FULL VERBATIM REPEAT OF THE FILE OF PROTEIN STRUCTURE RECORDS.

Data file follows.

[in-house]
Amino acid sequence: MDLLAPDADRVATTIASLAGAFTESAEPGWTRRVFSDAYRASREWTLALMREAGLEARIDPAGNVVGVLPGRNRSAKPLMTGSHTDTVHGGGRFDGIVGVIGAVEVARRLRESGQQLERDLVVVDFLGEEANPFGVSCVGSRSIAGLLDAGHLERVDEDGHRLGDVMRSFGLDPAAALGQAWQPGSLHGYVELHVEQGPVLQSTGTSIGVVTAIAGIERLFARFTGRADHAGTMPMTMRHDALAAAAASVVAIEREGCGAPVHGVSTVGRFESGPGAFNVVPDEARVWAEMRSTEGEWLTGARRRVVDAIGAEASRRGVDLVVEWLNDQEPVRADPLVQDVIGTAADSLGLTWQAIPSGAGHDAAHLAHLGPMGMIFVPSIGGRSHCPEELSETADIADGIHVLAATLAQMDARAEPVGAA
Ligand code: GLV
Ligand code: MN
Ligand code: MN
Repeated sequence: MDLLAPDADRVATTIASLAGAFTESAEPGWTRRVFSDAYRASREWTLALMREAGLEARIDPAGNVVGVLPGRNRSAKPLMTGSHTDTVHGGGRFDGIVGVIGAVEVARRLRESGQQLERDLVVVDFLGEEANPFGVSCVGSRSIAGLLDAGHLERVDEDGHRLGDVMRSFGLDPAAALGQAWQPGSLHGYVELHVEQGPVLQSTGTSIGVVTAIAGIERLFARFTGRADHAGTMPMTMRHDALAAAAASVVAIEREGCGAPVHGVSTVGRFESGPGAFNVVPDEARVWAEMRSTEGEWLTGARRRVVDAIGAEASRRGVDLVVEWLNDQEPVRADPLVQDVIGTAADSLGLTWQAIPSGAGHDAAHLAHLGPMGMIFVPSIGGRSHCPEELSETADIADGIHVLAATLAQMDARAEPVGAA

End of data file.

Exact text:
[in-house]
Amino acid sequence: MDLLAPDADRVATTIASLAGAFTESAEPGWTRRVFSDAYRASREWTLALMREAGLEARIDPAGNVVGVLPGRNRSAKPLMTGSHTDTVHGGGRFDGIVGVIGAVEVARRLRESGQQLERDLVVVDFLGEEANPFGVSCVGSRSIAGLLDAGHLERVDEDGHRLGDVMRSFGLDPAAALGQAWQPGSLHGYVELHVEQGPVLQSTGTSIGVVTAIAGIERLFARFTGRADHAGTMPMTMRHDALAAAAASVVAIEREGCGAPVHGVSTVGRFESGPGAFNVVPDEARVWAEMRSTEGEWLTGARRRVVDAIGAEASRRGVDLVVEWLNDQEPVRADPLVQDVIGTAADSLGLTWQAIPSGAGHDAAHLAHLGPMGMIFVPSIGGRSHCPEELSETADIADGIHVLAATLAQMDARAEPVGAA
Ligand code: GLV
Ligand code: MN
Ligand code: MN
Repeated sequence: MDLLAPDADRVATTIASLAGAFTESAEPGWTRRVFSDAYRASREWTLALMREAGLEARIDPAGNVVGVLPGRNRSAKPLMTGSHTDTVHGGGRFDGIVGVIGAVEVARRLRESGQQLERDLVVVDFLGEEANPFGVSCVGSRSIAGLLDAGHLERVDEDGHRLGDVMRSFGLDPAAALGQAWQPGSLHGYVELHVEQGPVLQSTGTSIGVVTAIAGIERLFARFTGRADHAGTMPMTMRHDALAAAAASVVAIEREGCGAPVHGVSTVGRFESGPGAFNVVPDEARVWAEMRSTEGEWLTGARRRVVDAIGAEASRRGVDLVVEWLNDQEPVRADPLVQDVIGTAADSLGLTWQAIPSGAGHDAAHLAHLGPMGMIFVPSIGGRSHCPEELSETADIADGIHVLAATLAQMDARAEPVGAA